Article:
Penalties will be set in regulations once filed.

Employers may ask the board to review within 30 days after the date of service of the notice.

Some important definitions

“Employee” has the same meaning as in the Employment Standards Act.

“Employer” has the same meaning as in the Employment Standards Act.

“Applicant” means an individual who applies for employment with an employer, other than an individual who is an employee of the employer at the time of applying.

“Compensation” means all payments and benefits paid or provided to or for the benefit of a person who performs functions that entitle the person to be paid a fixed or ascertainable amount.

“Publicly advertised job posting” means an external job posting for a specific job that an employer advertises to the general public in any manner, but for greater certainty does not include recruitment campaigns, general help wanted signs or positions that are only advertised to existing employees of the employer.

Transition period

The pay transparency measures will begin with the Ontario public service before applying to employers in the private sector. Regulation will define what a prescribed employer is and this will include the number of employees in the employer’s employ in a prescribed period.

This proposed law will eventually apply to employers with 250 or more employees. Small- to medium-size employers are for now exempted from the application to publish the salary on each job posting as well as report pay differentials to the government.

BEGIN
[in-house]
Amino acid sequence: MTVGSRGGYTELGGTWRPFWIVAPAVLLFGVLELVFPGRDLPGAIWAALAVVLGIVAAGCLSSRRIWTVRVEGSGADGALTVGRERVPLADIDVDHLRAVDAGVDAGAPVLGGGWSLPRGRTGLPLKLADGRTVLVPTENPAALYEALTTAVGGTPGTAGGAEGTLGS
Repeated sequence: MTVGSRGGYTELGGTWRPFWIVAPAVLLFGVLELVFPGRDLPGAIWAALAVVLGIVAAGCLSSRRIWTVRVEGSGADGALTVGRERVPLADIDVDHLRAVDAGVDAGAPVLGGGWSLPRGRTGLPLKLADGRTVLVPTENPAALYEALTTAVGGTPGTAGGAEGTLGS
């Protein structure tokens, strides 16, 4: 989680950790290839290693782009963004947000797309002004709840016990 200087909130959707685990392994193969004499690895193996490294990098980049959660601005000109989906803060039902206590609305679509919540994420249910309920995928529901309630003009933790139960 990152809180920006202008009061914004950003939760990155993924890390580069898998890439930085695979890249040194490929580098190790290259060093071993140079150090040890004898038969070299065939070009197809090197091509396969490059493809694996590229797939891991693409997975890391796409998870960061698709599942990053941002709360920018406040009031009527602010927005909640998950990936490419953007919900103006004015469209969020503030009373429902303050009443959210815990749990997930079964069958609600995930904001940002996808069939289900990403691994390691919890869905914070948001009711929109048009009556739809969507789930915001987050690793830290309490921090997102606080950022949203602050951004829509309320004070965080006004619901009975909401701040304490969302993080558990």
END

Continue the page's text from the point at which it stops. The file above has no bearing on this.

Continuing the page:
Worker coalitions and advocacy groups are calling for Bill 203 to be beefed up. In a CBC News article, Fay Faraday of the Equal Pay Coalition, says “This law must apply to smaller companies with as little as ten employees, since 98% of Ontario employers have 49 employees or less. It is up to our decent work movement to build pressure and momentum so that we can improve the lives of women workers, who are making 31% to 57% less than men depending on whether they are immigrant, racialized, disabled or Indigenous women.”

The Ontario Ministry of Labour Minister of Labour Kevin Flynn on Twitter indicated that there was push back on the passing of the Bill. He stated that the Progressive Conservative Party of Ontario has filed a delay motion on the Act. Minister of Labour Kevin Flynn further stated that the delay “unacceptable.”